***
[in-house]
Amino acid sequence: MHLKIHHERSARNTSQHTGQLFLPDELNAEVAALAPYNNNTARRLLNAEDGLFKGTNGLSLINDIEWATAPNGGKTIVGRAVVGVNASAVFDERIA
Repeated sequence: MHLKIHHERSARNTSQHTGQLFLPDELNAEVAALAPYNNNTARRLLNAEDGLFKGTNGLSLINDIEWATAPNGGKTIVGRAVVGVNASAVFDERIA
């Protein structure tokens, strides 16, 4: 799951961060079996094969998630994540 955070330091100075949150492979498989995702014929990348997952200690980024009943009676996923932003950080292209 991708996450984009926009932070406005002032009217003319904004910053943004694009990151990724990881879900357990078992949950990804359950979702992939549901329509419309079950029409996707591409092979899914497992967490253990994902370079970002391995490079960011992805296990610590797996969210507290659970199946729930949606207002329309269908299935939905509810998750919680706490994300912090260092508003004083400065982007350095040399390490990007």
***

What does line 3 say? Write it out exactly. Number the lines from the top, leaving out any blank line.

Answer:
Repeated sequence: MHLKIHHERSARNTSQHTGQLFLPDELNAEVAALAPYNNNTARRLLNAEDGLFKGTNGLSLINDIEWATAPNGGKTIVGRAVVGVNASAVFDERIA